Look: 2006 Dodge Ram 1500
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The emphasis was on fuel economy, interior comfort and ride refinement when Dodge unveiled its new 2006 Ram 1500 pickup. Not that officials didn’t remind everyone the truck still has best-in-class horsepower and road-dominating big-rig styling—qualities that Dodge enthusiasts expect out of their rides. But clearly the message was designed to combat the image of gas-guzzling mayhem in a time when overall fullsize truck sales are down slightly from last year. And poor fuel economy is one reason offered for the slowdown.
Through the first five months of 2005, total fullsize pickup sales stood at 951,742 units, less than 1 percent off from 958,546 units same time 2004. But a closer look at the numbers reveals only Dodge Ram and Ford F-Series are dragging down the industry. Chevy Silverado, GMC Sierra, Nissan Titan and Toyota Tundra are all up in sales for the same time period. In fact, Dodge Ram sales are down 8.8 percent for the year, so the timing for a new and improved model that may appeal to gas-conscious consumers is perfect.
Key to the improved fuel economy is a cylinder deactivation system on the 5.7-liter Hemi engine. When engaged, four cylinders—two cylinders from each bank—will shut down to lower the fuel demanded by the engine. When more power is required, the cylinders are activated within 0.040 second for what Dodge officials call a seamless transition. Called Multi-Displacement System (MDS), the concept is similar to the Displacement on Demand system from General Motors that is available only in cars at this time but expected to hit the truck line soon.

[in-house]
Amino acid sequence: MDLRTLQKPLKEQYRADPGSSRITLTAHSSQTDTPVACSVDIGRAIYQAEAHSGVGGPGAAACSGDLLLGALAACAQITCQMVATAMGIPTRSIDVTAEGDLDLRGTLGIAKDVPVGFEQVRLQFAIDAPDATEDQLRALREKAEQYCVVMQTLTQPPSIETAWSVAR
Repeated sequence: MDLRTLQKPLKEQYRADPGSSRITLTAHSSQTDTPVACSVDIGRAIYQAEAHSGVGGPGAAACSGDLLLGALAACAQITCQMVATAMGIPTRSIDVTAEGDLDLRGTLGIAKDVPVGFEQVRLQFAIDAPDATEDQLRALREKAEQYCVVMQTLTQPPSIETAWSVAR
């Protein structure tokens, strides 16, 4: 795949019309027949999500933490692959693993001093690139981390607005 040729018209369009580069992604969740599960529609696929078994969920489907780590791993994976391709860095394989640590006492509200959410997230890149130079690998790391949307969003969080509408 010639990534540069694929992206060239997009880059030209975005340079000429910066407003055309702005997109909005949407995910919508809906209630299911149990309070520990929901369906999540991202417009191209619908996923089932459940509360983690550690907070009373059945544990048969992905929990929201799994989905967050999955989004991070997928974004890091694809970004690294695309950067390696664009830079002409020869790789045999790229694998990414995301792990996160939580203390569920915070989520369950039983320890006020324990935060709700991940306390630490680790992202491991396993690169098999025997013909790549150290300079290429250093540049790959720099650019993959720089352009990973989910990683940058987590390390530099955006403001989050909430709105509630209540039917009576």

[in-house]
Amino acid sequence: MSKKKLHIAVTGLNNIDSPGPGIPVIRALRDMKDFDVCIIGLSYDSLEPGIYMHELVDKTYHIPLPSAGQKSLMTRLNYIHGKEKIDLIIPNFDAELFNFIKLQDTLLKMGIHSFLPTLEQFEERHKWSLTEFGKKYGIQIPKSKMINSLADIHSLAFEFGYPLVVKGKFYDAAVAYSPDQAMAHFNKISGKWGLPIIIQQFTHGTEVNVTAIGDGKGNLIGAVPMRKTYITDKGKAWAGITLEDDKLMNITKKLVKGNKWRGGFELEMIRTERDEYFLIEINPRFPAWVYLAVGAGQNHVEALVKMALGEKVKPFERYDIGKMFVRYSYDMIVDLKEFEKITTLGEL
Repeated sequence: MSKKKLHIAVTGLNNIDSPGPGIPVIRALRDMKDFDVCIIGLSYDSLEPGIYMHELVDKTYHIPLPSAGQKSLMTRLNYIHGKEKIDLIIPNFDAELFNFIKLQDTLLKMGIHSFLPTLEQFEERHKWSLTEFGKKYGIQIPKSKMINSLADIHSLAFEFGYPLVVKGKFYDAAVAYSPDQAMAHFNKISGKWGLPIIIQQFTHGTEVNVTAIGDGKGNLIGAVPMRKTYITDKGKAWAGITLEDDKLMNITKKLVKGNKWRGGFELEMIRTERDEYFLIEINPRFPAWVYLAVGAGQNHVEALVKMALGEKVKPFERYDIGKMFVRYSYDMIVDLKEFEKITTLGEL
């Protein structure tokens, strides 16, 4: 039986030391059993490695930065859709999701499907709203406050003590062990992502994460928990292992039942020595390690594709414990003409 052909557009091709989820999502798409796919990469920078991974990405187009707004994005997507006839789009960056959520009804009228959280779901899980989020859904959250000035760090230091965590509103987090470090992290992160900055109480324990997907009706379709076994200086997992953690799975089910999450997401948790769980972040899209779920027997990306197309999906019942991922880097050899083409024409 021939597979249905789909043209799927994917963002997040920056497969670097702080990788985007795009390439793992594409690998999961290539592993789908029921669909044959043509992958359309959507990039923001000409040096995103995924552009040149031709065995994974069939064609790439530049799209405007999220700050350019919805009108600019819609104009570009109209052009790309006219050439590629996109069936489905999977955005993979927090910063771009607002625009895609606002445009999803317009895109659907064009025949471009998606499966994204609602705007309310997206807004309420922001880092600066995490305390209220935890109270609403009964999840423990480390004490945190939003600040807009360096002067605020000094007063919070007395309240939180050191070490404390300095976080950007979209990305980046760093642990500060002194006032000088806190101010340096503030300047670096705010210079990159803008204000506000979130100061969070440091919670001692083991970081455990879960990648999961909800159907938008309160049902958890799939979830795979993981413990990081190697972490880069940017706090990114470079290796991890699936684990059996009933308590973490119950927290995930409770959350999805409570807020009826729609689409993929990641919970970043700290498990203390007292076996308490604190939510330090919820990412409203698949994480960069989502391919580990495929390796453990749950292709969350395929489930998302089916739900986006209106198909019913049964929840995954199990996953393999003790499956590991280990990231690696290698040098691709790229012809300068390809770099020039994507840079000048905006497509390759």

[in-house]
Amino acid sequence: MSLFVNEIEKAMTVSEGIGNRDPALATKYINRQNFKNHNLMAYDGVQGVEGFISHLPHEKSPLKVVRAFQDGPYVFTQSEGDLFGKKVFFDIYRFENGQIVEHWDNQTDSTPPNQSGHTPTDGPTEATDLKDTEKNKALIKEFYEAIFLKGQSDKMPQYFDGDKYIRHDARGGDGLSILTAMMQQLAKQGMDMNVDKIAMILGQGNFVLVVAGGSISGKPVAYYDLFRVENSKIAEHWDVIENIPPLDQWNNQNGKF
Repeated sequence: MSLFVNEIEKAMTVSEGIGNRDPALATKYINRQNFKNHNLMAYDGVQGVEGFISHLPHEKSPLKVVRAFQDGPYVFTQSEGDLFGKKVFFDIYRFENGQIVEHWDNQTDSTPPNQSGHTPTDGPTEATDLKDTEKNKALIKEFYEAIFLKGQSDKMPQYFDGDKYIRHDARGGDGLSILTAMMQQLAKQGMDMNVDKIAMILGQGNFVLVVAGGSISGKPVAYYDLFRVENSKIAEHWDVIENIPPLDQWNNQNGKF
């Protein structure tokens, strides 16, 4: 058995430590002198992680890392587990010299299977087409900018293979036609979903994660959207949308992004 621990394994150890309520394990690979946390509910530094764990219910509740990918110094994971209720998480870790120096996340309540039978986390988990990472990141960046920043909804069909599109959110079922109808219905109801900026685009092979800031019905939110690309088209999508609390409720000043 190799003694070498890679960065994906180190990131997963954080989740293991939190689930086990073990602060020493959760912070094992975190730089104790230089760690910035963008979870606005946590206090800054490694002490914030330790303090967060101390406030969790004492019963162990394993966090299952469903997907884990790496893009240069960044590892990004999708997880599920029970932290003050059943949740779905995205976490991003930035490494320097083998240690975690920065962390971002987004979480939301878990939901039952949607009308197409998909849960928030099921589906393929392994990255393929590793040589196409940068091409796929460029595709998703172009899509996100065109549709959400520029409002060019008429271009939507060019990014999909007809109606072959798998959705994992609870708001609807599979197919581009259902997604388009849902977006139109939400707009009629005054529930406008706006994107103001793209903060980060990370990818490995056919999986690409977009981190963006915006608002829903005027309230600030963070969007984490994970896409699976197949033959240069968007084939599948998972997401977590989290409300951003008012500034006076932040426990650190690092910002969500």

“Ours is an elegantly simple system,” praises Mike Donoughe, vice president of body-on-frame product development at the Chrysler Group. “Part of that is based on the benefit of designing MDS in from the beginning (of the Hemi program). It requires only four components: new camshaft, wires, solenoids and special lifters. We’re able to make it very cost efficient and virtually transparent to the customer.”
Depending on driving style and road conditions, MDS could improve fuel economy up to 20 percent. Official EPA mileage figures were not released, but Donoughe said the city/highway numbers of 14/18 for the current Hemi would improve by at least 1mpg on both ends.
MDS will not alter the Hemi’s 345-horsepower rating or play with the peak torque of 375 lb-ft., which is tops of any V8 engine offered in a 1500 fullsize truck except for the low-volume Silverado SS, which has a 6.0-liter engine rated at 345 horsepower and 380 lb-ft. That same engine is also available in GMC Sierra Denali crew cab and selected trims of the Extended Cab. The Hemi is offered in the Ram regular cab, Quad Cab and soon-to-be-released MegaCab.
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